Resilience

Resilience

            One of the challenges of life is to balance the load we are experiencing (stress) with our resilience. It wasn’t until I read the writings of Robert Brooks and Sam Goldstein, however, that I began to think in these terms more specifically for myself and for family, friends, staff and patients. There are many varieties of load from physical and mental sources which combine and interact. Some are short-term. The most challenging are those which are long-term. We balance the stress from these loads with the stores of resilience which we have developed through our experiences and relationships. Resilience can be expanded and renewed through rest, experiences, relationships, and activities which we personally find to be restorative. The consequences of a prolonged imbalance between load and stress can cause anxiety, decreased performance, the feeling that we are not in control of our lives, and detract from our physical health.

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For patients, we seek to reduce the load (larger font, breaks from visually demanding tasks, more time, less crowded pages, more appropriate reading level, optimizing lighting and reducing glare, better posture, and less homework, as examples). We also strive to increase resilience (optimizing lens prescriptions, specialty lenses for tasks such as computer use, and through optometric vision therapy). Vision therapy increases resilience by enhancing visual motor skills and visual perceptual skills; enhancing their integration; enhancing their integration with other skills; and facilitating the application of these skills. Therapy also increases resilience through a better understanding of who we are and our capabilities. Growth through therapy demonstrates that we can handle challenges and grow through attention, meaningful rehearsal, and persistence. As much as we want to protect our children, they cannot develop resilience without making mistakes and being challenged by them – not defeated. Children should also have opportunities to work in their islands of competence and to do that which is meaningful to them. The following are excerpts from Raising Resilient Children and The Power of Resilience….

Raising Resilient Children and The Power of Resilience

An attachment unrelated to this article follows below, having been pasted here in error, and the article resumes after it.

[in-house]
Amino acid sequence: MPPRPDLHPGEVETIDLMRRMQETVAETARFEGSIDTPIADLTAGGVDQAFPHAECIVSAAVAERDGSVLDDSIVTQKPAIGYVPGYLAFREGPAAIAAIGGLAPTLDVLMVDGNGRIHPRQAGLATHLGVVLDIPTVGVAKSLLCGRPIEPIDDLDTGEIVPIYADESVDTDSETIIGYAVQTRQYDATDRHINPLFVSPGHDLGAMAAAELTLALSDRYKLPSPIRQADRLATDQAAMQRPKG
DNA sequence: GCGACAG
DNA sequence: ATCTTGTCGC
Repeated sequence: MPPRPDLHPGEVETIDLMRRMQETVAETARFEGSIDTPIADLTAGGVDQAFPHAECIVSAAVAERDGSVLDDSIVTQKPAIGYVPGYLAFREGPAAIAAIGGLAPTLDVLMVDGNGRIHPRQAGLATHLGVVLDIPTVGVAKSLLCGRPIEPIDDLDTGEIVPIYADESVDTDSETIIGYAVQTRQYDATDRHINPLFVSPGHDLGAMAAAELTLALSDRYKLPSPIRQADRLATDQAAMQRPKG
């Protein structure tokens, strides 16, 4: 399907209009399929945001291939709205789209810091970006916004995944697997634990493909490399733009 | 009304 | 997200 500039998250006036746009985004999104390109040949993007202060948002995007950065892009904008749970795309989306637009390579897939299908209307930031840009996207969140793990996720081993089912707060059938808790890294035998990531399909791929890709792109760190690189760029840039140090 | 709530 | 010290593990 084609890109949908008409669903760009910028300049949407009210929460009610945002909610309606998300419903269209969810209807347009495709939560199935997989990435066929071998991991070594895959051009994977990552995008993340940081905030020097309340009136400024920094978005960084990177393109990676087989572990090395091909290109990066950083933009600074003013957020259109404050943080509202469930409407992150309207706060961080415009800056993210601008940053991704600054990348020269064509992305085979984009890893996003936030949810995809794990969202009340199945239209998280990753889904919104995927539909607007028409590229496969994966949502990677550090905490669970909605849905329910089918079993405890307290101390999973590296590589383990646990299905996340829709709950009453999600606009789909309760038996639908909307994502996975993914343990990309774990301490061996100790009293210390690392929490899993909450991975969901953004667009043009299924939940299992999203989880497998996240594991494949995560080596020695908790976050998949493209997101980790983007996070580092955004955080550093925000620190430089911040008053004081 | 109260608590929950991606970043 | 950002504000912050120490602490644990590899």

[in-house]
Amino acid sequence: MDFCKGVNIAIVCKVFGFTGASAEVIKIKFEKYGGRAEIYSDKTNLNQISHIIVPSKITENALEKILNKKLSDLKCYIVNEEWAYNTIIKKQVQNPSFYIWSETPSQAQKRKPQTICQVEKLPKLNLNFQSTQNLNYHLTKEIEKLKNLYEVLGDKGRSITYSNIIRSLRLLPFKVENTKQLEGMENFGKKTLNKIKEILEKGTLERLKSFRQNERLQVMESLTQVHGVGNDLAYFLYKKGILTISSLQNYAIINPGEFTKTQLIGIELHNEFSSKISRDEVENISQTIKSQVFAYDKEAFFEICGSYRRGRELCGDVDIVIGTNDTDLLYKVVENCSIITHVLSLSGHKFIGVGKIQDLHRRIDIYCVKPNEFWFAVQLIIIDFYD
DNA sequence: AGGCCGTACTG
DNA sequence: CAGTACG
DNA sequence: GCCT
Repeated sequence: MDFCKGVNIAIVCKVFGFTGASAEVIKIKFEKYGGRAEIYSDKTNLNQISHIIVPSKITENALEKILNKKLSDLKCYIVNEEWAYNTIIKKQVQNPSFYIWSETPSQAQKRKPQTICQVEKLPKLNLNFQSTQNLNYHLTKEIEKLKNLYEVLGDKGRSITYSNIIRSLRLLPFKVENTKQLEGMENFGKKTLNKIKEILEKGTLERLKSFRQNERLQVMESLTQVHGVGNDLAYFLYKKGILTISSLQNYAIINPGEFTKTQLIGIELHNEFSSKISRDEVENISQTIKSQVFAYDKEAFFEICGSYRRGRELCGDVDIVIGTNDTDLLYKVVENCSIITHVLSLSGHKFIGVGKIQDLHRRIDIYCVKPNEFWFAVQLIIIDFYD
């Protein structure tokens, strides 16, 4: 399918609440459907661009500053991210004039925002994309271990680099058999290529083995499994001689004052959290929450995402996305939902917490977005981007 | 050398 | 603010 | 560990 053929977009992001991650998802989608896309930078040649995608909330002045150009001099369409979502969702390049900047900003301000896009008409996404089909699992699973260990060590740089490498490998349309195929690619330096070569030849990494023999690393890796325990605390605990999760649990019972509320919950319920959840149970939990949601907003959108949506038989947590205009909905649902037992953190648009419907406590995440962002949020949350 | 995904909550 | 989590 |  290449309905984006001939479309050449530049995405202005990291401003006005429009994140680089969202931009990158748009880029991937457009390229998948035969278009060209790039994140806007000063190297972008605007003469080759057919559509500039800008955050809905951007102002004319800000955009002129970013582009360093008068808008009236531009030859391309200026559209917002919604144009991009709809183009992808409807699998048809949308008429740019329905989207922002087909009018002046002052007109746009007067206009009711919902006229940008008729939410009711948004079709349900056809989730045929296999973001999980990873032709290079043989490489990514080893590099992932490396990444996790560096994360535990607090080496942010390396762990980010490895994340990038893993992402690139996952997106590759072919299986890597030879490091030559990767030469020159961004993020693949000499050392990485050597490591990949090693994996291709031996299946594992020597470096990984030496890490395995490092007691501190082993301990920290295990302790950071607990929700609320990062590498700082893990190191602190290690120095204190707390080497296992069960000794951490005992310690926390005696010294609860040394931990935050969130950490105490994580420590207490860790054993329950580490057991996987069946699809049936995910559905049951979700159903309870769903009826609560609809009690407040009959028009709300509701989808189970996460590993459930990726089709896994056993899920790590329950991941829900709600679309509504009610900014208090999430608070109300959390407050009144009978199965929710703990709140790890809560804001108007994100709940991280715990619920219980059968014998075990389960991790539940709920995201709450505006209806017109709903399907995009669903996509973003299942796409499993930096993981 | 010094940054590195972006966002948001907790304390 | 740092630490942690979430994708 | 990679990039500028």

Robert Brooks and Sam Goldstein

            Assuming personal control and responsibility is a fundamental underpinning of a resilient mindset, one that affects all other features of their mindset and serves as a catalyst to change.

One of the hallmarks of a resilient mindset is the ability to view mistakes or failures as experiences from which to learn rather than to feel defeated.

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This defeatism may eventually assume the form of what psychologist Martin Seligman called learned helplessness (“I can’t”), or the belief that “whatever I do will not work, so why try?” (Children with visual problems are particularly prone to this attitude because they are frequently “rewarded” with poorer performance when they try harder.)

Anger, frustration, and inflexibility render the so-called Golden Rule inoperative. The Golden Rule is rooted in our ability to be empathic and is a cornerstone of living resiliently.

Self-acceptance is a cornerstone of attaining a resilient lifestyle. In the absence of self-acceptance, it is difficult to accept others. Self-acceptance is associated with self-esteem and dignity. The achievement of self-acceptance is a lifelong process involving an ongoing, honest evaluation of our strengths and vulnerabilities; of our goals and expectations; of whether we are involved in activities that bring us satisfaction, contentment, and joy; and of whether we are living our life in accordance with our basic values.

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The fear of making mistakes is one of the most potent obstacles to learning, one that is incompatible with a resilient mindset.

If success does not build on success; if success is not experienced joyfully, if it does not build confidence and a feeling of control of one’s life, then it will not serve to reinforce a resilient mindset.

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